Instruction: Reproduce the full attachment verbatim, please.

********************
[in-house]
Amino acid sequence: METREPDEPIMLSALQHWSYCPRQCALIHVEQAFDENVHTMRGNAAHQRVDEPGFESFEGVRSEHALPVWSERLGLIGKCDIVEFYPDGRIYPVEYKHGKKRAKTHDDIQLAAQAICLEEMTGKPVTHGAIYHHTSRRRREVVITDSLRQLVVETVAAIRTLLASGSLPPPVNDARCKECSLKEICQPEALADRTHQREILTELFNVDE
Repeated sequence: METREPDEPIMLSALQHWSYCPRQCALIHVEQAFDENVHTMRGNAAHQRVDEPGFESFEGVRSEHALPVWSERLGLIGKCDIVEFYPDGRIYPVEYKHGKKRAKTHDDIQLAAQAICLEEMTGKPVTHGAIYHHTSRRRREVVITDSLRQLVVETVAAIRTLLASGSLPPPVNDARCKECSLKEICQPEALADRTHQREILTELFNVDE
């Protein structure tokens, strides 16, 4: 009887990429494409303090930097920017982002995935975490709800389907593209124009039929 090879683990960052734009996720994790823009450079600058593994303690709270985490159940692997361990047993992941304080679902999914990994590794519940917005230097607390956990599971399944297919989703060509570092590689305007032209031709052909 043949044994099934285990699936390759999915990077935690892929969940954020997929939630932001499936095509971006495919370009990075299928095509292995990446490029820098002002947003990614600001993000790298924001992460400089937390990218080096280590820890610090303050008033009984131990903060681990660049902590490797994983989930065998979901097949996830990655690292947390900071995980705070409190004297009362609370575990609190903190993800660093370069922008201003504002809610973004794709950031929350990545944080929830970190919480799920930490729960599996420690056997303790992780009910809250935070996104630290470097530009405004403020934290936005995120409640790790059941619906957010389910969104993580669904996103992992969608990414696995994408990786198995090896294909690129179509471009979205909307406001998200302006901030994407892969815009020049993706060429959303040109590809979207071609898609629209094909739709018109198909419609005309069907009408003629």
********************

[in-house]
Amino acid sequence: METREPDEPIMLSALQHWSYCPRQCALIHVEQAFDENVHTMRGNAAHQRVDEPGFESFEGVRSEHALPVWSERLGLIGKCDIVEFYPDGRIYPVEYKHGKKRAKTHDDIQLAAQAICLEEMTGKPVTHGAIYHHTSRRRREVVITDSLRQLVVETVAAIRTLLASGSLPPPVNDARCKECSLKEICQPEALADRTHQREILTELFNVDE
Repeated sequence: METREPDEPIMLSALQHWSYCPRQCALIHVEQAFDENVHTMRGNAAHQRVDEPGFESFEGVRSEHALPVWSERLGLIGKCDIVEFYPDGRIYPVEYKHGKKRAKTHDDIQLAAQAICLEEMTGKPVTHGAIYHHTSRRRREVVITDSLRQLVVETVAAIRTLLASGSLPPPVNDARCKECSLKEICQPEALADRTHQREILTELFNVDE
């Protein structure tokens, strides 16, 4: 009887990429494409303090930097920017982002995935975490709800389907593209124009039929 090879683990960052734009996720994790823009450079600058593994303690709270985490159940692997361990047993992941304080679902999914990994590794519940917005230097607390956990599971399944297919989703060509570092590689305007032209031709052909 043949044994099934285990699936390759999915990077935690892929969940954020997929939630932001499936095509971006495919370009990075299928095509292995990446490029820098002002947003990614600001993000790298924001992460400089937390990218080096280590820890610090303050008033009984131990903060681990660049902590490797994983989930065998979901097949996830990655690292947390900071995980705070409190004297009362609370575990609190903190993800660093370069922008201003504002809610973004794709950031929350990545944080929830970190919480799920930490729960599996420690056997303790992780009910809250935070996104630290470097530009405004403020934290936005995120409640790790059941619906957010389910969104993580669904996103992992969608990414696995994408990786198995090896294909690129179509471009979205909307406001998200302006901030994407892969815009020049993706060429959303040109590809979207071609898609629209094909739709018109198909419609005309069907009408003629």